Nurses Helped Select Beds for New Hospital

Posted 25 August 2014 1:14 PM by TCAuthor3

By Carol Ryczek, Shawano Medical Center Community Relations Manager

I have a friend who tucked her children into bed each night with the phrase, “Sleep with the angels.” (She still says this if they are having an evening conversation, although it is now by phone, over many miles of separation. Angels don’t pay attention to decades or distance.)

It’s a part of life in most families -- a prayer, a story, a song – the comforting routine that brings us to our beds.

Hospitals have routines, too, and nurses understand that they are different than we are used to. At night, they make patients comfortable with warm blankets, dim lights, and a careful arrangement of pillows. They stop in to see patients, both to check their medical condition and to reassure them someone is watching out for them. The nurses also may adjust the bed, because in a hospital, the bed itself is part of the comforting routine.

Patients who stay overnight at the new ThedaCare Medical Center-Shawano will spend their nights and much of their days in new hospital beds. These beds have a mattress and sheets, but that is about the only thing they have in common with the bed you’ll see at home.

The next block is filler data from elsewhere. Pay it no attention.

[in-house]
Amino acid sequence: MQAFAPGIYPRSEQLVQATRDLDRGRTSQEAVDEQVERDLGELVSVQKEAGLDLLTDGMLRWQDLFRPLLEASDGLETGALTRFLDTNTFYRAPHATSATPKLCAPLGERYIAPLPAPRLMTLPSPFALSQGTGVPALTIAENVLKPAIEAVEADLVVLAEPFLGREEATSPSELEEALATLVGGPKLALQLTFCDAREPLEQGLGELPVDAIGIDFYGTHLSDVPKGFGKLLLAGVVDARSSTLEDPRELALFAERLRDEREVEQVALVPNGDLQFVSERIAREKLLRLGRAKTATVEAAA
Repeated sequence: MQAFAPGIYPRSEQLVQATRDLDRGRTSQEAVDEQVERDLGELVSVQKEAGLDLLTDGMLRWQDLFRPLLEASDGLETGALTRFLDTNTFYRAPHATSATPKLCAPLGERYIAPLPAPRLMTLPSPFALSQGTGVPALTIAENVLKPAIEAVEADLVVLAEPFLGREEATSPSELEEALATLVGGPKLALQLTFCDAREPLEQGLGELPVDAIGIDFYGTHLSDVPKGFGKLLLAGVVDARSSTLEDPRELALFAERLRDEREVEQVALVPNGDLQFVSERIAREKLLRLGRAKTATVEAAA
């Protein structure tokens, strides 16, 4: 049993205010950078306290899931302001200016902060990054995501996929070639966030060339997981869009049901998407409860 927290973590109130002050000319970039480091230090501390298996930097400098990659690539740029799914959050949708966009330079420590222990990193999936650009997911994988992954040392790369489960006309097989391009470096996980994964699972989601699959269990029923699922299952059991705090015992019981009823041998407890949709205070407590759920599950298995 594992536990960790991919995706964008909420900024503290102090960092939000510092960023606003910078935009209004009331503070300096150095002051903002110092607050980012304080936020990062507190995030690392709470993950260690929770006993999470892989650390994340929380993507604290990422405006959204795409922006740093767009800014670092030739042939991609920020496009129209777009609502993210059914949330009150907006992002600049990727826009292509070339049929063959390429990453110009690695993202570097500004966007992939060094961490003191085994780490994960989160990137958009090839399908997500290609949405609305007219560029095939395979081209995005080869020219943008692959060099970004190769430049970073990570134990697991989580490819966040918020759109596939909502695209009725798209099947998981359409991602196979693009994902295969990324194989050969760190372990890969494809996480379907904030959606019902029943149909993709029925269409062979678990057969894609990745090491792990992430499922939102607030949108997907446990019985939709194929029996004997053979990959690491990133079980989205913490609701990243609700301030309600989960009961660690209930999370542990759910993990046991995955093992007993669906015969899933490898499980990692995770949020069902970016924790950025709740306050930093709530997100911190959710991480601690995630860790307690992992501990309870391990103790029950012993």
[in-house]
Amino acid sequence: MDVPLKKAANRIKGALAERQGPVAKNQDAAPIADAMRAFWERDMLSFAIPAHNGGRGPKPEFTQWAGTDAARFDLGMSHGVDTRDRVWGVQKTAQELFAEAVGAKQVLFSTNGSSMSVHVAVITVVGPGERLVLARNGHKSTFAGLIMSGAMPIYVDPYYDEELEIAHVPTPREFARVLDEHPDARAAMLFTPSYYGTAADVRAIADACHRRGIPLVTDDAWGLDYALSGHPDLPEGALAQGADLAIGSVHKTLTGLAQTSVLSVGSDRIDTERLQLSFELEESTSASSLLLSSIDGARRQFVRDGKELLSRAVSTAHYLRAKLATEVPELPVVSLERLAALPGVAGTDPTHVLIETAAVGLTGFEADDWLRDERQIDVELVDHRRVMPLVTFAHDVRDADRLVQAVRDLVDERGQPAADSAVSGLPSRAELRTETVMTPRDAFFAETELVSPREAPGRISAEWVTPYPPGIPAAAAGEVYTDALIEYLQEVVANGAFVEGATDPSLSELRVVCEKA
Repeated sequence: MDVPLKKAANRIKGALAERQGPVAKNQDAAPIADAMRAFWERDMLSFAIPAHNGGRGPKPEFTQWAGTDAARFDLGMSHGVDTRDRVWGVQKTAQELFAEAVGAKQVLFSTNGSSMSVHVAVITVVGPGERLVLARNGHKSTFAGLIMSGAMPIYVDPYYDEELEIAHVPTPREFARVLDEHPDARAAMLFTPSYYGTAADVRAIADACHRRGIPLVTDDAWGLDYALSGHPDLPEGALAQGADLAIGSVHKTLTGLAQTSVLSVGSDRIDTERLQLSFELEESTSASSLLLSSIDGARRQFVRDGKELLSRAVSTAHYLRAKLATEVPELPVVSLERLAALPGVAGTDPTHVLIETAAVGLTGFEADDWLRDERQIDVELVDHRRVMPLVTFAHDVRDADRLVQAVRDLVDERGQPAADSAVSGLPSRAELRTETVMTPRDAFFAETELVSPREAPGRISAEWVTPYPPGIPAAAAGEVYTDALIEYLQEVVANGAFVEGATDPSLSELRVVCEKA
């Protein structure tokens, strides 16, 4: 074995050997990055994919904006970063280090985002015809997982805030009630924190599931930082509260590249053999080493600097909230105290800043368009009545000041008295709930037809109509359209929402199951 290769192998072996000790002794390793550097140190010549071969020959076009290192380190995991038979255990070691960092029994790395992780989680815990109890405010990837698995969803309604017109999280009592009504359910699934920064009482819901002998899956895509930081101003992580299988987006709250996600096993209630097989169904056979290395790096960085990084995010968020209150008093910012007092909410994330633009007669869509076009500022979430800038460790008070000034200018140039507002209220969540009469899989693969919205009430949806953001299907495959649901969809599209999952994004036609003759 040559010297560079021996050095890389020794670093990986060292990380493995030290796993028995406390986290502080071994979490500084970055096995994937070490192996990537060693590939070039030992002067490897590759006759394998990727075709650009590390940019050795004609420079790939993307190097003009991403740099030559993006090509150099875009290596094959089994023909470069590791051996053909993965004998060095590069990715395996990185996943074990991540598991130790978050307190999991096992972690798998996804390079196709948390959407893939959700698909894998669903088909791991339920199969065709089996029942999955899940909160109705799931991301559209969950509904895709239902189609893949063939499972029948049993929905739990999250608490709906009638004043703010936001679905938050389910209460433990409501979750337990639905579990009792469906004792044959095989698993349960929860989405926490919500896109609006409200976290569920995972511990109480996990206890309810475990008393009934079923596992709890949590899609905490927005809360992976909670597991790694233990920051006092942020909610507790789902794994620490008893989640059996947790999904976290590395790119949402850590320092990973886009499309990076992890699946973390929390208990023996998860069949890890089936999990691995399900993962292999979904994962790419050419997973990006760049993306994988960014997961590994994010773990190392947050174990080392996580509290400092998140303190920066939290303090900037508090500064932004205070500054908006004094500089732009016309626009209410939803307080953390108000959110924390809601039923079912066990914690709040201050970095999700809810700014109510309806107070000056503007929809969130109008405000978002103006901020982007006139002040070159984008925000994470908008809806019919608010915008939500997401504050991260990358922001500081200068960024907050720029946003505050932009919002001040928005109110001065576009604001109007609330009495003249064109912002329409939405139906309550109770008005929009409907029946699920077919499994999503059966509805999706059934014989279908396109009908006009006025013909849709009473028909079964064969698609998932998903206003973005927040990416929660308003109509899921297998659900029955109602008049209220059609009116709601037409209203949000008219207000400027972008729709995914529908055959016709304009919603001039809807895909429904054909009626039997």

Like most hospital beds, the new beds have electronic controls that bring the bed up and down, tilt from head to foot, and allow patients to sit up. The new ones do that without pushing the patients’ feet into the footboard! They have attachments for equipment (like the pole for drip medications), an overhead trapeze for sitting up, and sides to prevent you from rolling out. An automatic scale means patients don’t have to shift onto a sling, or get out of bed to be weighed. The beds have easy-to-use brakes, and automatic alarms. Many older beds have these features, but the new ones are automatic or easily reached.

Some of the nursing staff helped make the decision on which beds to buy. They said they liked the automatic features of the beds, such as the scale and the alarms. Every small feature on the bed means fewer steps for staff, and more time to spend with patients. This frees up time for things like “rounding” (regular visits to patients even when they don’t ask for help.)

“We don’t wake patients, but we want to make sure we are there if they need us,” Registered Nurse Janalee Krueger said. “We are here for them all night long.”

It’s a different nighttime routine, but comforting, all the same. Sweet dreams.